During its two hours and 45 minutes, “Boyhood” is simply phenomenal: we see Mason’s everyday life, his adventures and problems. In fact, his life has nothing really special, and it’s precisely that the sheer beauty of the movie, or the perfect portrayal of an existence we could all live.
With its natural dialogues, its superb performances, Linklater’s vivid direction, and brilliant sense of drama, “Boyhood” is unique for its realization and extraordinary for its execution. A masterclass of storytelling and a diamond of humanity. It’s simply poetry in motion.
2. Roma (Alfonso Cuarón, 2018)
Winner of the Golden Lion at 75th Venice International Film Festival, “Roma” is the return of Mexican director Alfonso Cuarón to a certain type of independent and more intimate Cinema. After the sci-fi successes “Children of Men” (2006) and “Gravity” (2013), Cuarón made a film set in early 1970s Mexico City, and follows the life of a live-in house keeper of a middle-class family.
“Roma” is a semi-autobiographical picture, a moving and overwhelming portrayal of a microcosm (the life in the house where the protagonists live) inside of a macrocosm (a period of social tension in Mexico), which interact with each other in order to let the spectator live a thrilling and exciting experience and stage an intimate tale that express universal, important values: dolor, resignation, abandonment, motherhood, solidarity and feminism.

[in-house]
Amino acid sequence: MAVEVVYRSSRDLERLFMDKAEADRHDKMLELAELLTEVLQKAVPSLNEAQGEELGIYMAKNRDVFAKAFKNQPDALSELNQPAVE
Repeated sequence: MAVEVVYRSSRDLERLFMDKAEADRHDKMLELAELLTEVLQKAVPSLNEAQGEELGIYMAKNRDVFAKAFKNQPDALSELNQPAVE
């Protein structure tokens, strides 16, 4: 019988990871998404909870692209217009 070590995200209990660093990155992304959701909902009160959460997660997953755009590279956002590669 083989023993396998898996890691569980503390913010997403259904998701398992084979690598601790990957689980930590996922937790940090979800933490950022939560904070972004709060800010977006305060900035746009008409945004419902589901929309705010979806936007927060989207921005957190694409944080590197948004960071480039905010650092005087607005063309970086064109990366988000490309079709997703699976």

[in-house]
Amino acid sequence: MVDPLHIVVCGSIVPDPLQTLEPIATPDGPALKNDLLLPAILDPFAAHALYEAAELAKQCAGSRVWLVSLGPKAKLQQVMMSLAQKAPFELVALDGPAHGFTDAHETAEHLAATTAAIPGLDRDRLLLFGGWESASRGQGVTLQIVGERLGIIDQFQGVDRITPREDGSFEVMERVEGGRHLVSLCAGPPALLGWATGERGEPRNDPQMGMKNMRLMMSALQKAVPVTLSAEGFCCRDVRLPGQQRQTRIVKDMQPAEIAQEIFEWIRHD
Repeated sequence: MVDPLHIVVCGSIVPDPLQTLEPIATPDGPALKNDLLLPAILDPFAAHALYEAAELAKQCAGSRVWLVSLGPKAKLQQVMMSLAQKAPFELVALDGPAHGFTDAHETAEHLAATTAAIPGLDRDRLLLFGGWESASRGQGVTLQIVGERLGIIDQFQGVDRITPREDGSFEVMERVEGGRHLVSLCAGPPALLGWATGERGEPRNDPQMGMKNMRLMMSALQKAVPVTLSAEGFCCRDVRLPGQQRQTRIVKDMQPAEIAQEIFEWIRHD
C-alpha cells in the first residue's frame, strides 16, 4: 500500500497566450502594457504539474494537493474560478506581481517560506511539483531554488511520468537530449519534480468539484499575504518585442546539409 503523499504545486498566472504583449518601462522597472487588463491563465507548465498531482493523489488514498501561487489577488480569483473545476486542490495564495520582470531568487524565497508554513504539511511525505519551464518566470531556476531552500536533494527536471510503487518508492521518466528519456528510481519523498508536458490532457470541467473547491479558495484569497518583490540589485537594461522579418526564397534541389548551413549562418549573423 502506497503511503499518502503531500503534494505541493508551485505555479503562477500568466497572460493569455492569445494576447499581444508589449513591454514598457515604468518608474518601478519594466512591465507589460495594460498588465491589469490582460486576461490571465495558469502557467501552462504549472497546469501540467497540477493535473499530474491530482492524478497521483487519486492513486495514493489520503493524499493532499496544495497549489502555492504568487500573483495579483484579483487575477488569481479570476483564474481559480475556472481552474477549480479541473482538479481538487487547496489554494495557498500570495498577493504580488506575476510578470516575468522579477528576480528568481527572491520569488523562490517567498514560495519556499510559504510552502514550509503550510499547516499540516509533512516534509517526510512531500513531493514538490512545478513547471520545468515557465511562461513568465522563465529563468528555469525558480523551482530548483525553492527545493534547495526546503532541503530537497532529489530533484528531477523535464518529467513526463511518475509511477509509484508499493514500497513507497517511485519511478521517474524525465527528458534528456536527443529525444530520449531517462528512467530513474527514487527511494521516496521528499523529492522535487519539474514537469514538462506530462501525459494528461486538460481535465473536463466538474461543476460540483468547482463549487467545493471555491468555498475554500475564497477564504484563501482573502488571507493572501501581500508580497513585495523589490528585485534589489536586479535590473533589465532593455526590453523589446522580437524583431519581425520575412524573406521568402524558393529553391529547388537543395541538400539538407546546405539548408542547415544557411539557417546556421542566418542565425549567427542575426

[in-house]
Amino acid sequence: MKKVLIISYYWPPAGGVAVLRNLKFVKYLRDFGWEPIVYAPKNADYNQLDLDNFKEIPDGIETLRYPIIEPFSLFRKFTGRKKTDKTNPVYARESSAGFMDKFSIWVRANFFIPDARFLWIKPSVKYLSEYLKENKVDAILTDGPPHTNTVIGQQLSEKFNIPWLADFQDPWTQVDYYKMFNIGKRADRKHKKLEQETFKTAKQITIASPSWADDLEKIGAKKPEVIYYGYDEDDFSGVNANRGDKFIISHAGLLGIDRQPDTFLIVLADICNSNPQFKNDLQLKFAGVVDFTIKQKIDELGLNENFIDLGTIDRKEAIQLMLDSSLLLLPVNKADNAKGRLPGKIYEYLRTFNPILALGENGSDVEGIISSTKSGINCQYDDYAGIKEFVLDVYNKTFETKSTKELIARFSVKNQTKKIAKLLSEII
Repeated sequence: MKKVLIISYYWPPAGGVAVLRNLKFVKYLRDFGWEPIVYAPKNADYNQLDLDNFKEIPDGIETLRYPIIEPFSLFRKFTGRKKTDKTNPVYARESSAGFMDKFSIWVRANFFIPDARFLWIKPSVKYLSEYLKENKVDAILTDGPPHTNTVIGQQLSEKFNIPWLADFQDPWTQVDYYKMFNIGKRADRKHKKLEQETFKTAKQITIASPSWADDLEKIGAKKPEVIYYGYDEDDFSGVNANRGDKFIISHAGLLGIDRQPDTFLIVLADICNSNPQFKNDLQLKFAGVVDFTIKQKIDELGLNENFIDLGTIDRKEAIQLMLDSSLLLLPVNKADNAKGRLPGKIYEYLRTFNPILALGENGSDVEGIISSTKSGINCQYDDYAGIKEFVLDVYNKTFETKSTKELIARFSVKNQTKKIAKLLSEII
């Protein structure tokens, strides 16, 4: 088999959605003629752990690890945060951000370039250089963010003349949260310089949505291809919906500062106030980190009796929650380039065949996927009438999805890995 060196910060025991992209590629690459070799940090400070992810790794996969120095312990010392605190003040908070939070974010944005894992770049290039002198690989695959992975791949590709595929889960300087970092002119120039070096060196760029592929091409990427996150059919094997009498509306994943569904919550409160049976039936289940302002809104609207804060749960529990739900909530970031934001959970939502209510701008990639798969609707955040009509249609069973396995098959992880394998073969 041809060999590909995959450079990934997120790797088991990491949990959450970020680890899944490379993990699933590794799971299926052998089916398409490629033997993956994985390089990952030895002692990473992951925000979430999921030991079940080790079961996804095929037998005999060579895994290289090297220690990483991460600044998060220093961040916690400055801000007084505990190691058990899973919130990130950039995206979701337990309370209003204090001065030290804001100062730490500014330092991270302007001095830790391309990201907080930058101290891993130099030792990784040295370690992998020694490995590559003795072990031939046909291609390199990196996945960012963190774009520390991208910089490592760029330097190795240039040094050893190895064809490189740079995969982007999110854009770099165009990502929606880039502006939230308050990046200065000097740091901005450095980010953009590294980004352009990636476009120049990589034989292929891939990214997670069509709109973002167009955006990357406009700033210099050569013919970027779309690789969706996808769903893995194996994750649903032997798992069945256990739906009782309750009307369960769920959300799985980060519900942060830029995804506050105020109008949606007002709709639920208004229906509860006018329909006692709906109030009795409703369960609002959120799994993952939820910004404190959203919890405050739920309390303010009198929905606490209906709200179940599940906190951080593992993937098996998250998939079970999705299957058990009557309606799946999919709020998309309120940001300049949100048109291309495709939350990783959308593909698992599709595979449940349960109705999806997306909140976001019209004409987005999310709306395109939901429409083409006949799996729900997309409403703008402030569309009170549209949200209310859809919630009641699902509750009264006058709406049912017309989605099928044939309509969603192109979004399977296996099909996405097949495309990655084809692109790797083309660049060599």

With a splendid black and white photography, a direction of rare grace and inspiration, extraordinary performances and impeccable screenplay, “Roma” is as cinematographically amazing as it’s brilliantly emotional. Cuarón opens his heart to the public and it’s masterful how he manages to express aspects of everyday life with such an intimate, sensitive touch.
1. Her (Spike Jonze, 2013)
This Academy-Award winner film is basically a science-fiction movie, because it’s set in a dystopian future where artificial intelligence is present everywhere, on the agenda. Theodore – played by an excellent Joaquin Phoenix in one of his best performances – is a lonely, quiet man who is unhappy due to his divorce from his childhood love Catherine. He comes in contact with Samantha, an O.S. – voiced by a superb Scarlett Johansson – with which a special relationship is created.
“Her” is romance drama at its very best, it’s such a poignant and tormenting film that every viewer should love. It’s the most human American movie of the 2010s despite the fact that the central love affair is between a man and an O.S. It’s extraordinary how a strange and unusual relationship is so sweet and heartbreaking and how the viewer is completely captured by the beauty and authenticity of the characters.
“Her” is utterly incredible because it’s profoundly unsettling due to the representation of a near future in which real love is slowly disappearing and human contacts are being erased, but it’s at the same time absolutely moving giving to its superb sensitivity and warmth, staged by a Spike Jonze in state of grace, who involves and excites the viewer from beginning to end and gives beautiful sensations that remain in the heart and mind days and days after the vision. “Her” is definitely a modern masterpiece.